Colombia suspends peace talks with FARC after general kidnapped
BOGOTÁ, Colombia – Colombian President Juan Manuel Santos on Sunday suspended two-year peace talks with the country’s largest rebel group, the FARC, as the military investigated the suspected abduction of a general and two others.
“Tomorrow, peace negotiators were traveling for a new round of talks in Havana,” Santos said at a press conference.
“I will tell the negotiators not to travel, and the negotiations are suspended until there is clarification and these people are released.”
The decision to suspend the talks came during an emergency meeting between the president and the top military leaders that was called after the general’s disappearance was announced.
General Rubén Alzate lost contact on Sunday with ground forces in Quibdó in the southwest, where the FARC is active, the president had said earlier.
Also missing were army corporal Jorge Rodríguez and lawyer Gloria Urrego, an official with the army’s Titan task force, operating in the area, Defense Minister Juan Carlos Pinzón added.
“It is totally unacceptable abduction. We have information that gives us certainty that it was the FARC,” Santos said after the emergency meeting.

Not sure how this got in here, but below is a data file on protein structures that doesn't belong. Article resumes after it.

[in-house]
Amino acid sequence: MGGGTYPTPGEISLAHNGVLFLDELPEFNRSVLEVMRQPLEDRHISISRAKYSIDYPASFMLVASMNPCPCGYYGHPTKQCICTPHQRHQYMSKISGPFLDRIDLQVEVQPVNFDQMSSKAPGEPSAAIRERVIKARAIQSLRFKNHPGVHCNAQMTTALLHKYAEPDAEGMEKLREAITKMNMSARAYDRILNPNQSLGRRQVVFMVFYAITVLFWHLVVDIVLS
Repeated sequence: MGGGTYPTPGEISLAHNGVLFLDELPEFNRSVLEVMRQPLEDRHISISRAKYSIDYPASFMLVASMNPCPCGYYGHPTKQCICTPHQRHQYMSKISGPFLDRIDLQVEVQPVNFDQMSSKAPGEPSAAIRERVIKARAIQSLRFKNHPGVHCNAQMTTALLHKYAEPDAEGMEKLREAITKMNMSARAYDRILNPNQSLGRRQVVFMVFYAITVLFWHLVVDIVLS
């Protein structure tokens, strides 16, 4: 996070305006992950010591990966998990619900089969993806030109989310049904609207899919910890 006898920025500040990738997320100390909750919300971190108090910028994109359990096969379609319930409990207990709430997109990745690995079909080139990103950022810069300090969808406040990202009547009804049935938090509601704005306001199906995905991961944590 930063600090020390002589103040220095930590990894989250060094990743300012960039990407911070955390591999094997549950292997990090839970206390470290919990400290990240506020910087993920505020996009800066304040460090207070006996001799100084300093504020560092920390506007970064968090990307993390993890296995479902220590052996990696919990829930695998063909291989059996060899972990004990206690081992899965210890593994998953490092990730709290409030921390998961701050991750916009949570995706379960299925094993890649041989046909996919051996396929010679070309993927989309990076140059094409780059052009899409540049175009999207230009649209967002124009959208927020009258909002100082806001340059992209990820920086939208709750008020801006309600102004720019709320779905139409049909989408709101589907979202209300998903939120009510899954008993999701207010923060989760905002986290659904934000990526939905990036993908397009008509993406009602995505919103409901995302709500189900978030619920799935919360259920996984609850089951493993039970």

The president emphasized the FARC would be held responsible for the life and safety of the three hostages and demanded their release “soon.”
He has ordered Pinzón to travel to the isolated Chocó department town to lead the investigation into the presumed abductions.
Alzate was surprised by men with rifles when he arrived on a small boat in the village of Las Mercedes, in the rural Quidbó region, mid-afternoon Sunday, to review a civilian energy project.
The soldier piloting the boat was able to escape, and he returned to Quidbó where he reported what happened to commanders.
“We do not know the personal or intelligence reasons why security protocols to protect the general were not followed,” Pinzón said, adding that the Red Cross has been contacted to help negotiate the release of the three.
Founded in 1964, the FARC today counts about 8,000 fighters and is the largest of the guerrilla groups waging Latin America’s longest-running armed conflict.
The FARC has been in dialogue with Colombian government negotiators attempting to broker a peace deal to end the five-decade-long fight.
The talks, which began in 2012, are days away from marking their second anniversary, and had so far made more progress toward ending the conflict than any previous peace effort.
There has not been an accompanying bilateral ceasefire during the negotiations.
However, in 2012, the rebel group pledged to no longer kidnap civilians for ransom. The guerrillas reserved the right to take police and soldiers captive, considering them prisoners of war.
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